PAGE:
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Encyclopedia > Roy Porter

Roy Porter (31 December 1946 to 3 March 2002) was a British historian noted for his work on the history of medicine. He grew up in South London and attended Wilson's grammar school in Camberwell. December 31 is the 365th day of the year (366th in leap years) in the Gregorian Calendar. ... 1946 (MCMXLVI) was a common year starting on Tuesday. ... March 3 is the 62nd day of the year in the Gregorian Calendar (63rd in leap years). ... For album titles with the same name, see 2002 (album). ... A historian is a person who studies history. ... All human societies have medical beliefs that provide explanations for, and responses to, birth, death, and disease. ... South London is the area of Greater London south of the River Thames. ... Camberwell is a district of London in the London Borough of Southwark. ...

He won a scholarship to Christ's College, Cambridge, where he studied under J. H. Plumb. His contemporaries included Simon Schama and Andrew Wheatcroft. He achieved a double starred first and became a junior Fellow in 1968, studying under Robert M. Young. In 1972, he moved to Churchill College as a tutor of History, later becoming Dean. He received his doctorate in 1974, publishing a thesis on the history of geology. Christs College is a name shared by several educational establishments. ... The University of Cambridge (often called Cambridge University, or just Cambridge), located in Cambridge, England, is the second-oldest university in the English-speaking world. ... Sir John Harold Plumb (1911 – 21 October 2001), known as Jack, was a British historian, known for his books on British eighteenth century history. ... Photo of Simon Schama by Robert Birnbaum Professor Simon Schama, MA (born February 1945) is University Professor in history and art history at Columbia University. ... A fellow in the broadest sense is someone who is an equal or a comrade. ... 1968 (MCMLXVIII) was a leap year starting on Monday (the link is to a full 1968 calendar). ... Robert M. Young (born November 22, 1924 in New York) is an American multi-award winning screenwriter, director, cinematographer and producer. ... Full name Churchill College Motto Forward Named after Sir Winston Churchill Previous names - Established 1960 Sister College(s) Trinity College Master Sir John Boyd Location Storeys Way Undergraduates 440 Postgraduates 210 Homepage Boatclub Churchill College Main Entrance Churchill College is one of the constituent colleges of the University of... The Blue Marble: The famous photo of the Earth taken en route to the Moon by Apollo 17s Harrison Schmitt on December 7, 1972. ...

In 1979 he joined the Wellcome Institute for the History of Medicine (part of the Wellcome Trust) as a lecturer. In 1993 he became Professor of Social History at the Institute. He retired in September 2001, and suffered a fatal heart attack five months later. New Wellcome Trust building on Euston Road The Wellcome Trust is a United Kingdom-based charity established in 1936 to administer the fortune of the American-born pharmaceutical magnate Sir Henry Wellcome. ... 2001: A Space Odyssey. ...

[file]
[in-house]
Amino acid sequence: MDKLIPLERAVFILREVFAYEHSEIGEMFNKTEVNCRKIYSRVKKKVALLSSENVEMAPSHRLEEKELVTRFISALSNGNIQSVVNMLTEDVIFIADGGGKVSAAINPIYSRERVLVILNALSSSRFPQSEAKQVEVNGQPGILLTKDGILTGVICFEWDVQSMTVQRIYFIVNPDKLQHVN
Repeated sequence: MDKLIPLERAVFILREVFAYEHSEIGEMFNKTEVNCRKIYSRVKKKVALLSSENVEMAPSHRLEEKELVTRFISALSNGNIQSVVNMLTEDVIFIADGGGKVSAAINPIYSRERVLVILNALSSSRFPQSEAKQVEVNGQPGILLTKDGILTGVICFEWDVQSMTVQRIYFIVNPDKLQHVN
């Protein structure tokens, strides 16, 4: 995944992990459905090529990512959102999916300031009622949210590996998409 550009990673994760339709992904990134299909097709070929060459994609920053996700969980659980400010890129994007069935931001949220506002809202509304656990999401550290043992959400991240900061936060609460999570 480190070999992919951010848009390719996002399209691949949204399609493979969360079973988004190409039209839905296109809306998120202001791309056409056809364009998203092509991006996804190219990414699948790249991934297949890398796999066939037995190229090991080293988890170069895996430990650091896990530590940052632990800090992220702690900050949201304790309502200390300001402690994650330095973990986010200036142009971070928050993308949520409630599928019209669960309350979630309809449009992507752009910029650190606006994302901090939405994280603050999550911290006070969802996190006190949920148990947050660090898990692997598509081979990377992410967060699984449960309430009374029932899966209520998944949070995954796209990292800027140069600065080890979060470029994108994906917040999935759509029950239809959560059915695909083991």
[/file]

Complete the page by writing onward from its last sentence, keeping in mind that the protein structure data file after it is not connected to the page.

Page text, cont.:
Porter wrote or edited over 100 books. In addition to the history of medicine and other sciences, he specialised in the social history of eighteenth-century Britain and the Enlightenment. He also wrote and lectured on the history of London. Å…Social history is an area of historical study considered by some to be a social science that attempts to view historical evidence from the point of view of developing social trends. ... The Age of Enlightenment refers to the 18th century in European philosophy, and is often thought of as part of a period which includes the Age of Reason. ... London is the capital city of England and of the United Kingdom, and is the most populous city in the European Union. ...

  Results from FactBites:
Kenan Malik's review of 'The Greatest Benefit to Mankind' by Roy Porter (1670 words)
To understand the contradictory nature of contemporary medicine, Roy Porter suggests, we have to understand its historical context, to understand the evolution of the relationship between medicine and society.
Porter begins his medical odyssey in ancient Greece with the first attempts to replace supernatural with naturalistic explanations for disease and illness.
The history of medicine, Porter writes, can only be understood as 'The symbiosis of disease with society, the dialectic of challenge and adaptation, success and failure.' One may not always agree with Porter's answers to the dilemmas facing contemporary medicine, but his magnificent book nudges us towards asking the right questions.
  More results at FactBites »



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